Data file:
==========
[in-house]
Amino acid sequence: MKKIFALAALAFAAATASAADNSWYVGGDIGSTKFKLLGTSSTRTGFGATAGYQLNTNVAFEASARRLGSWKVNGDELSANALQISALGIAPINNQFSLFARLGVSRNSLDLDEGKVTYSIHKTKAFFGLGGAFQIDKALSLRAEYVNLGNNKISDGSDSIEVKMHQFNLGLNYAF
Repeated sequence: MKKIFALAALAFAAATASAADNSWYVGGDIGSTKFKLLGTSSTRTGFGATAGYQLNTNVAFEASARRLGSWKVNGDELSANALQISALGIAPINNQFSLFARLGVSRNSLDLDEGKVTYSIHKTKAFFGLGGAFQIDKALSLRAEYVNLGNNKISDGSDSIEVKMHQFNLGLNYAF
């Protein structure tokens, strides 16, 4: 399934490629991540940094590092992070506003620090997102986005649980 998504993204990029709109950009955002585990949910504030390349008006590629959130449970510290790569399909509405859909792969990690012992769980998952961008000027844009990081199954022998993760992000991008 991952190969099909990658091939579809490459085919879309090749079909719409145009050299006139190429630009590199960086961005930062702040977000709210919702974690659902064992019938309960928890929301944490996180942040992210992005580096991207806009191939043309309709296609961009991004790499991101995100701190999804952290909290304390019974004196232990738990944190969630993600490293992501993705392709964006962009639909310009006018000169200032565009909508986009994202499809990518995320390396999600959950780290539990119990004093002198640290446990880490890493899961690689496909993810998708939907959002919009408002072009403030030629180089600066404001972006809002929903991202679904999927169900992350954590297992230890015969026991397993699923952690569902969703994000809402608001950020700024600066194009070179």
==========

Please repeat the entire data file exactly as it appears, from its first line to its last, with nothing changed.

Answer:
[in-house]
Amino acid sequence: MKKIFALAALAFAAATASAADNSWYVGGDIGSTKFKLLGTSSTRTGFGATAGYQLNTNVAFEASARRLGSWKVNGDELSANALQISALGIAPINNQFSLFARLGVSRNSLDLDEGKVTYSIHKTKAFFGLGGAFQIDKALSLRAEYVNLGNNKISDGSDSIEVKMHQFNLGLNYAF
Repeated sequence: MKKIFALAALAFAAATASAADNSWYVGGDIGSTKFKLLGTSSTRTGFGATAGYQLNTNVAFEASARRLGSWKVNGDELSANALQISALGIAPINNQFSLFARLGVSRNSLDLDEGKVTYSIHKTKAFFGLGGAFQIDKALSLRAEYVNLGNNKISDGSDSIEVKMHQFNLGLNYAF
């Protein structure tokens, strides 16, 4: 399934490629991540940094590092992070506003620090997102986005649980 998504993204990029709109950009955002585990949910504030390349008006590629959130449970510290790569399909509405859909792969990690012992769980998952961008000027844009990081199954022998993760992000991008 991952190969099909990658091939579809490459085919879309090749079909719409145009050299006139190429630009590199960086961005930062702040977000709210919702974690659902064992019938309960928890929301944490996180942040992210992005580096991207806009191939043309309709296609961009991004790499991101995100701190999804952290909290304390019974004196232990738990944190969630993600490293992501993705392709964006962009639909310009006018000169200032565009909508986009994202499809990518995320390396999600959950780290539990119990004093002198640290446990880490890493899961690689496909993810998708939907959002919009408002072009403030030629180089600066404001972006809002929903991202679904999927169900992350954590297992230890015969026991397993699923952690569902969703994000809402608001950020700024600066194009070179």